You know, I can still remember Oa’siah’s last moments as though it was yesterday. He breathed on his own for a short period of time, dying in my arms while I whispered a song in his ear. After I lost Oa’siah, my eyes became opened to healthcare for women in East Texas. I learned that preeclampsia is a dangerous disorder and that African American women are the most at risk in the state of Texas. Smith County has the second highest rate of infant mortality, and for African American women, those rates are almost doubled. I also learned that my mom was one of thousands of women at increased risk for kidney disease and diabetes. Death by kidney disease is high in Northeast Texas, and for African Americans, those rates are even higher. There’s research that social and economic stressors on Black women are associated with their chronic illnesses. This is something that needs to change in East Texas.

After losing my mom and my son, there was yet another loss in my life. The father of my son walked out on my life because he thought he was unworthy. Three weeks after our son passed, he left. He sent me a text message. He said he couldn’t be with me anymore, that he couldn’t face me. “I stress you out enough. And maybe if you wasn’t so stressed, Oa’siah would still be here.”

An entire year passed when I received the phone call that he was sick in the hospital, battling with spinal bacterial meningitis. I found myself back in another hospital room at East Texas Medical Center. I can remember in great detail as I was standing over him while he was hooked up to all of these tubes. I asked his doctor, “If I spoke to him, could he hear me?” She said yes and stepped out to leave us alone. Thinking about the nickname he used to call me, I began to speak.

“Your Honey Tea is here. I just want to say that I forgive you for leaving me and that it’s not your fault Oa’siah passed away, and that you can let go.” As I was looking at his face, I began to see tears fall down both of his cheeks. The next day, I received a phone call that he passed away. I prayed to God that he would allow him to rest in peace.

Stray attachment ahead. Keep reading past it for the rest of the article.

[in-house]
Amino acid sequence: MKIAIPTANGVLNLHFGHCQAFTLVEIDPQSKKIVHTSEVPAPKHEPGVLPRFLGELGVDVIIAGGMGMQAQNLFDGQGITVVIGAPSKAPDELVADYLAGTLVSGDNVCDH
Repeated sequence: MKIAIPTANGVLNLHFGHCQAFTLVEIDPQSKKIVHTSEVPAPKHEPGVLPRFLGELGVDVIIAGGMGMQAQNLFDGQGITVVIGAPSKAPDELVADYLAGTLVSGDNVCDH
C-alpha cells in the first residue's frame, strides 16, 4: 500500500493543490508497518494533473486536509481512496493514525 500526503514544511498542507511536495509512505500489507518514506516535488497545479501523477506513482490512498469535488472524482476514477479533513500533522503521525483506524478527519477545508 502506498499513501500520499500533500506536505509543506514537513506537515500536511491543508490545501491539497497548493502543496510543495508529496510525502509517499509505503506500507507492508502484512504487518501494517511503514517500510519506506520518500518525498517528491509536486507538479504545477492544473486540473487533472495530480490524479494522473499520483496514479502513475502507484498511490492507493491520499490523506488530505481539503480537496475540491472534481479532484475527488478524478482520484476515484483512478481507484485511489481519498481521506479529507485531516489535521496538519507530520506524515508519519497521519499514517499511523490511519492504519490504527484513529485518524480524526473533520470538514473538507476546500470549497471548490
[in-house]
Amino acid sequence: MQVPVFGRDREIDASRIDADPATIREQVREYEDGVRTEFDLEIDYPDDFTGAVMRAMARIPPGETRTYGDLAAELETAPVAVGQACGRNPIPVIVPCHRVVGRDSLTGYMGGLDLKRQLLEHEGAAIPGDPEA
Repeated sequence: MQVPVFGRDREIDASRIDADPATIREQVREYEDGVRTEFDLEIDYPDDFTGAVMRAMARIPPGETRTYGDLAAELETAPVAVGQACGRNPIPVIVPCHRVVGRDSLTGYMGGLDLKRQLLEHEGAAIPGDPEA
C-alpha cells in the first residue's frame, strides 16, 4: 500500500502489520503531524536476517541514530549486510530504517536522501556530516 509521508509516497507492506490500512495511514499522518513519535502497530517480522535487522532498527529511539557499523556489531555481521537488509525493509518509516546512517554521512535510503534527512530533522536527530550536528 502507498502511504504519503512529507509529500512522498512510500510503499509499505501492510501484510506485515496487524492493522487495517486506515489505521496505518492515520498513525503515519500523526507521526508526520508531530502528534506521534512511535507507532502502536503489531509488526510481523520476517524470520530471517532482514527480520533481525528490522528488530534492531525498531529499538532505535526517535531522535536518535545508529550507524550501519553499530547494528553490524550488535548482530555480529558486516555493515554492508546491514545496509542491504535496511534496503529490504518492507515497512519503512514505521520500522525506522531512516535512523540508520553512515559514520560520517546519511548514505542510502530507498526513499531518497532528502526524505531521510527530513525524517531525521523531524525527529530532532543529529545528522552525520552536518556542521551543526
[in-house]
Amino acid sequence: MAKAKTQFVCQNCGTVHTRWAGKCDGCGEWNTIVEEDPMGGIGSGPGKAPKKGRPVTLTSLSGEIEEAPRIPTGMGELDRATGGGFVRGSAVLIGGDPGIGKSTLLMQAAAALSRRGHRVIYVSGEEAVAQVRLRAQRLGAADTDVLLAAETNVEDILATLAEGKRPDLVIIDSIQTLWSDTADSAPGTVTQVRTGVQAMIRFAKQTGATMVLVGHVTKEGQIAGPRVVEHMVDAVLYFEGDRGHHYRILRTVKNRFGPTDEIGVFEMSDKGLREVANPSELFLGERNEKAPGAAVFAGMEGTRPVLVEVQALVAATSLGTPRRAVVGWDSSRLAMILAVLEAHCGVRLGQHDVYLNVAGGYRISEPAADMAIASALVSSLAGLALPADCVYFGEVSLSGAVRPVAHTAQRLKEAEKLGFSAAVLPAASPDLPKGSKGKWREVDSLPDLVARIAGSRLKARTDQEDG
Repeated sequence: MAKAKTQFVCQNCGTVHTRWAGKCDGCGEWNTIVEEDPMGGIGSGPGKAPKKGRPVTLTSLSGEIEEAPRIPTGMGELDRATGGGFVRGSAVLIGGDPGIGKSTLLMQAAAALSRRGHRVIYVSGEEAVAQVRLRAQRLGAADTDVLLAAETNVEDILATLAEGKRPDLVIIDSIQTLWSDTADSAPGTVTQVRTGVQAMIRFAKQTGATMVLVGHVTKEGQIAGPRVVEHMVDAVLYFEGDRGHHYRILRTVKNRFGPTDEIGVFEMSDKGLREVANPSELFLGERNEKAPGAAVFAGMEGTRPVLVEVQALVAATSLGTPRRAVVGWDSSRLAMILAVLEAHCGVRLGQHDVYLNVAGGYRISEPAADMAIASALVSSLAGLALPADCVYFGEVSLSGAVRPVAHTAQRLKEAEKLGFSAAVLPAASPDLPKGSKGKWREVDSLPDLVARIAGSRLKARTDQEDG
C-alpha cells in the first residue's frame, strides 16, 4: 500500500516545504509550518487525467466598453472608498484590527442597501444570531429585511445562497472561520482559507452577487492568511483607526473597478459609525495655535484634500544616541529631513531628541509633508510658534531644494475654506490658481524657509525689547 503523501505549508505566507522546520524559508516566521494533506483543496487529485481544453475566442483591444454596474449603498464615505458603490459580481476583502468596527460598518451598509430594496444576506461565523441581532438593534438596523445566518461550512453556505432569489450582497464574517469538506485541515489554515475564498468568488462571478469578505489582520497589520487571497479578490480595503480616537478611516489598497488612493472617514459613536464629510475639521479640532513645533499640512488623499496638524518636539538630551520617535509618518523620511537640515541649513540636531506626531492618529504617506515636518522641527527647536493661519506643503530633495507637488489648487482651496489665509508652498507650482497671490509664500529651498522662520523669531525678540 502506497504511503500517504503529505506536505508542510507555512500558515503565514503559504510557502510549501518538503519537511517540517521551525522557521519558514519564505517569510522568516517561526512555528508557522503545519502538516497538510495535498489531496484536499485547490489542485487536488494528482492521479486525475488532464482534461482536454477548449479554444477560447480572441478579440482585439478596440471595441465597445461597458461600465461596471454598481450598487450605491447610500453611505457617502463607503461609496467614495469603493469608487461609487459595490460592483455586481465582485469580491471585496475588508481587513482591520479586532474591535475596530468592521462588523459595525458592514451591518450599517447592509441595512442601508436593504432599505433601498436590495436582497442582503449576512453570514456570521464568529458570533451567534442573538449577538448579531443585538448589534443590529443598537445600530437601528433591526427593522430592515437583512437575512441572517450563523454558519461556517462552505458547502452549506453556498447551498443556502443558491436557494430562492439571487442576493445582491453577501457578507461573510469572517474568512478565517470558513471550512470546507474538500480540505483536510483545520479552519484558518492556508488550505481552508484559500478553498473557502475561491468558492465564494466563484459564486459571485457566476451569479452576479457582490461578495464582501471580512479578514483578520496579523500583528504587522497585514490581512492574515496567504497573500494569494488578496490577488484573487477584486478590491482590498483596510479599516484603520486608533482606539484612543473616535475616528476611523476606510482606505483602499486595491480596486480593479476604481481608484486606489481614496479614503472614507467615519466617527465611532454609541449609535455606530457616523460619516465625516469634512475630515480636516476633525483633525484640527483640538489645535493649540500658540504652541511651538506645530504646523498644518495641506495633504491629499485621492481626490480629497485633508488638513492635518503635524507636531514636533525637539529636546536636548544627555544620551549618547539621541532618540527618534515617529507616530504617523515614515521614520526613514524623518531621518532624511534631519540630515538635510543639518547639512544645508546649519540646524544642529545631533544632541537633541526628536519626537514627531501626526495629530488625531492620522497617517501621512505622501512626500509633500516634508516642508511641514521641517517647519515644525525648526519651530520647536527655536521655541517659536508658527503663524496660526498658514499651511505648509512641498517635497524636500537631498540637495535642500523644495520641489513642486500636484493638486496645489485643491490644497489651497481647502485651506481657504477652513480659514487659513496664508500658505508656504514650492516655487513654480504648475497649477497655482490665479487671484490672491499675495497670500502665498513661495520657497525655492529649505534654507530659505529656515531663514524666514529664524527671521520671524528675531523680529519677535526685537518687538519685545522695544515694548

Once again, my best friend Deborah was there for me for yet another tragedy in my life — even when I didn’t want her to be, even when I wanted to withdraw. You see, I had experienced so many losses in my life, I wanted to withdraw. What if I ended up losing Deborah, too?

My mother and my son, they are my flesh and blood. That will never change. But over time, I learned that you don’t have to share the same DNA to be family. My best friend Deborah, my mentor Ellen — these women, they became my family.

Loss. When you think about loss, what comes to your mind? Life is a journey that we’re all on. And I know that one day my journey will come to an end. My triumphs and my tribulations are indeed my reality, but it is because of this journey called life and my father up in heaven that I’m able to stand here today and smile. Thank you.

La’Tashiana Washington is a community health worker at Christus Mother Frances Hospital. She attended John Tyler High School, Tyler Junior College, and Texas A&M. Next year, she will be attending the University of Tyler at Texas majoring in Health Science. She volunteers with the Nurse Family Partnership, and joined the Preeclampsia Foundation to raise awareness of this condition. She loves to write poetry, read, and spend time with friends and loved ones.

Have a true personal story about life in Tyler and East Texas you’d like to share at the next Out of the Loop storytelling event? Email storytelling director Jane Neal and describe your story in a sentence or two.